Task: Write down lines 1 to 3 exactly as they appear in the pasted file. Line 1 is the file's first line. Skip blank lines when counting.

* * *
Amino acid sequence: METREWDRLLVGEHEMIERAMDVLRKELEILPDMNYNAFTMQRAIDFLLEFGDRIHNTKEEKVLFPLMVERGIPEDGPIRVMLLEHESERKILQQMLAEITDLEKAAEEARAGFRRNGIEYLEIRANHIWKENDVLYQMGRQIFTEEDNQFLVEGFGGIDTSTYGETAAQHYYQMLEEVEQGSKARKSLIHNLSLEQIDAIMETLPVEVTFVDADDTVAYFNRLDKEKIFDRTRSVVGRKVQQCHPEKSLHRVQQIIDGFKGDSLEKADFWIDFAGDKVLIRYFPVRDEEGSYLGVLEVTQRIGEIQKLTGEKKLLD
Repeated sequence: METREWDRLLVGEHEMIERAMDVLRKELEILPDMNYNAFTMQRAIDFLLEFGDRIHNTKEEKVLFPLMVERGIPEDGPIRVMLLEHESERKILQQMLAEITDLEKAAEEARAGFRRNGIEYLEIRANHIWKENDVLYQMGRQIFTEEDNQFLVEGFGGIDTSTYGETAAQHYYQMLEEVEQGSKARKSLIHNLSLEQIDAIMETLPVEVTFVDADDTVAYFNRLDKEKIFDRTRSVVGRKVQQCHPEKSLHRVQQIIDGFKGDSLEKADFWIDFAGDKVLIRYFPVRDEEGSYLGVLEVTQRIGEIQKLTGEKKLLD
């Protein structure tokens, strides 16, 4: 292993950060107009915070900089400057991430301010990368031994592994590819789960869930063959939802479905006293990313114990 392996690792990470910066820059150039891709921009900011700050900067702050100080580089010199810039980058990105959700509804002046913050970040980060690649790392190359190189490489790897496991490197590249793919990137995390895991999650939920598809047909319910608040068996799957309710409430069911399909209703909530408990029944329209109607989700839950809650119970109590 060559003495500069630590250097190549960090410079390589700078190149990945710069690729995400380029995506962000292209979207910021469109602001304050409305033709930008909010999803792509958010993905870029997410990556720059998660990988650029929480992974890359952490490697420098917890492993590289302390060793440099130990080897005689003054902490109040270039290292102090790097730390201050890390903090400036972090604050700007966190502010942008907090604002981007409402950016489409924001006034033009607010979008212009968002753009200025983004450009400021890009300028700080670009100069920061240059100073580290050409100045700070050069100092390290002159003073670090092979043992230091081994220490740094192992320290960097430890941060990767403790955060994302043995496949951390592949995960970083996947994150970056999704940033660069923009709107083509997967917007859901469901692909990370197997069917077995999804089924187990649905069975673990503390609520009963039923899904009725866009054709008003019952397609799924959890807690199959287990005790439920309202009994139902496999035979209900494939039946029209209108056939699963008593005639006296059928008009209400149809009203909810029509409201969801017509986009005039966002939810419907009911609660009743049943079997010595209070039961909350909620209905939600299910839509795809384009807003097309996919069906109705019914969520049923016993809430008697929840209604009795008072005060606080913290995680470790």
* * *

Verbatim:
Amino acid sequence: METREWDRLLVGEHEMIERAMDVLRKELEILPDMNYNAFTMQRAIDFLLEFGDRIHNTKEEKVLFPLMVERGIPEDGPIRVMLLEHESERKILQQMLAEITDLEKAAEEARAGFRRNGIEYLEIRANHIWKENDVLYQMGRQIFTEEDNQFLVEGFGGIDTSTYGETAAQHYYQMLEEVEQGSKARKSLIHNLSLEQIDAIMETLPVEVTFVDADDTVAYFNRLDKEKIFDRTRSVVGRKVQQCHPEKSLHRVQQIIDGFKGDSLEKADFWIDFAGDKVLIRYFPVRDEEGSYLGVLEVTQRIGEIQKLTGEKKLLD
Repeated sequence: METREWDRLLVGEHEMIERAMDVLRKELEILPDMNYNAFTMQRAIDFLLEFGDRIHNTKEEKVLFPLMVERGIPEDGPIRVMLLEHESERKILQQMLAEITDLEKAAEEARAGFRRNGIEYLEIRANHIWKENDVLYQMGRQIFTEEDNQFLVEGFGGIDTSTYGETAAQHYYQMLEEVEQGSKARKSLIHNLSLEQIDAIMETLPVEVTFVDADDTVAYFNRLDKEKIFDRTRSVVGRKVQQCHPEKSLHRVQQIIDGFKGDSLEKADFWIDFAGDKVLIRYFPVRDEEGSYLGVLEVTQRIGEIQKLTGEKKLLD
């Protein structure tokens, strides 16, 4: 292993950060107009915070900089400057991430301010990368031994592994590819789960869930063959939802479905006293990313114990 392996690792990470910066820059150039891709921009900011700050900067702050100080580089010199810039980058990105959700509804002046913050970040980060690649790392190359190189490489790897496991490197590249793919990137995390895991999650939920598809047909319910608040068996799957309710409430069911399909209703909530408990029944329209109607989700839950809650119970109590 060559003495500069630590250097190549960090410079390589700078190149990945710069690729995400380029995506962000292209979207910021469109602001304050409305033709930008909010999803792509958010993905870029997410990556720059998660990988650029929480992974890359952490490697420098917890492993590289302390060793440099130990080897005689003054902490109040270039290292102090790097730390201050890390903090400036972090604050700007966190502010942008907090604002981007409402950016489409924001006034033009607010979008212009968002753009200025983004450009400021890009300028700080670009100069920061240059100073580290050409100045700070050069100092390290002159003073670090092979043992230091081994220490740094192992320290960097430890941060990767403790955060994302043995496949951390592949995960970083996947994150970056999704940033660069923009709107083509997967917007859901469901692909990370197997069917077995999804089924187990649905069975673990503390609520009963039923899904009725866009054709008003019952397609799924959890807690199959287990005790439920309202009994139902496999035979209900494939039946029209209108056939699963008593005639006296059928008009209400149809009203909810029509409201969801017509986009005039966002939810419907009911609660009743049943079997010595209070039961909350909620209905939600299910839509795809384009807003097309996919069906109705019914969520049923016993809430008697929840209604009795008072005060606080913290995680470790």